Alas, I am not able to embed it, but the link ought to take you to the grand, surreal world of her artistic vision. A few notes:
-Firstly, I adore all the dresses. I’m rather scared to think what they might look like on one who is on the more traditionally curvy side (ie. not possessed of boy-hips, and having natural breasts instead of alien-looking silicone balloons), but if properly executed, they could possibly be pretty universally flattering. Of course, they’ll invariably only go up to a size 6. And cost hundreds of pounds. Sigh.
-Secondly, I found it hard to concentrate on the dresses because I was so charmed by the setting! I want to move in there right now. Nothing better than a big old house, complete with glorious jewel-toned wall colours. Subtract a couple of paintings from the walls and I’d be ready to move right in.
-Most of all, though, how much fun must it have been to shoot this video? Playful surrealist hide and seek in gorgeous clothes in a beautiful setting. Bliss!
Unrelated: language lesson of the day: Proper use of the word “comprise”.
May 7, 2008
R. is doing a project for his Brazilian cinema class where he’s going to film people saying three things about themselves. It’s based off a scene in a film they watched, A Hora da Estrela, wherein the heroine describes herself saying “I’m a typist, I’m a virgin and I like to drink Coca-Cola.”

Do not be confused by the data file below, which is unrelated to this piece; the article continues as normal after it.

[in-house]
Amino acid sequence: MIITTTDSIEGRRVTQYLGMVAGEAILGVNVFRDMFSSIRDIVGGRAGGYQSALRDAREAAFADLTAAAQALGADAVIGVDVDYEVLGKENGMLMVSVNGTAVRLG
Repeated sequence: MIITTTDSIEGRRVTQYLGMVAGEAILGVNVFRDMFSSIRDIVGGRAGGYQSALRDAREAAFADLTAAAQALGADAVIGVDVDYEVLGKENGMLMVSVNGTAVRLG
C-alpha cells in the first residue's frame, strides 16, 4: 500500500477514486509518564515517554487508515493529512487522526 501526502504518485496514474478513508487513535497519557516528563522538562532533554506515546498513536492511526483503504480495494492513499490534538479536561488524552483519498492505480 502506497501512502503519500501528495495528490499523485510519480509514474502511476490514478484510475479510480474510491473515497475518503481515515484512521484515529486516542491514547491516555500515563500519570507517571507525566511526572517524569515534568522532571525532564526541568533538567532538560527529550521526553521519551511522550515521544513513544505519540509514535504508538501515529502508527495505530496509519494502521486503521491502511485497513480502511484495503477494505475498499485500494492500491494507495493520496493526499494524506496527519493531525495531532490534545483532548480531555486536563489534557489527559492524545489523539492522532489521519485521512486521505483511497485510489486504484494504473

I’ve been thinking about how to respond to this (which might defeat the purpose) and have come up with some variations:
– “I’m a TCK, I’m biracial, and I’m a student.” (Judge a book by its cover edition)
-“I’m a knitter, I’m a doodler, and I like old books.” (Introvert version)
-“I’m a reader, I’m a cook, I’m a mass of old scars.” (slightly creepy version)
-“I’m a sister, I’m a daughter, I’m a woman.” (Grrrrl power version. And interesting to note that sister feels most natural first here. Not sistA, though. Sister. My two brothers are some of the most precious things to happen to me. )
-“I’m tough, I’m curious, I’m delicate.” (contradictory version– but at least I’ve figured out what adjectives to use to describe myself should the need every arise)
-“I study people. I’m an artist. I like to eat noodles.”
And so on.
R. is still stuck on thinking about his. He has the obvious ones (“I’m Serbian. I’m an engineer.”) but the perfect third one is eluding him. I think what attracts him so much to this movie is how it depicts the heroine’s struggles with maintaining the things that make her herself in the face of moving to a new environment. The list she makes are apparently some of the things that separate her from those around her. Being foreign here, I think he really identifies with this sense of separation from his surroundings and so on.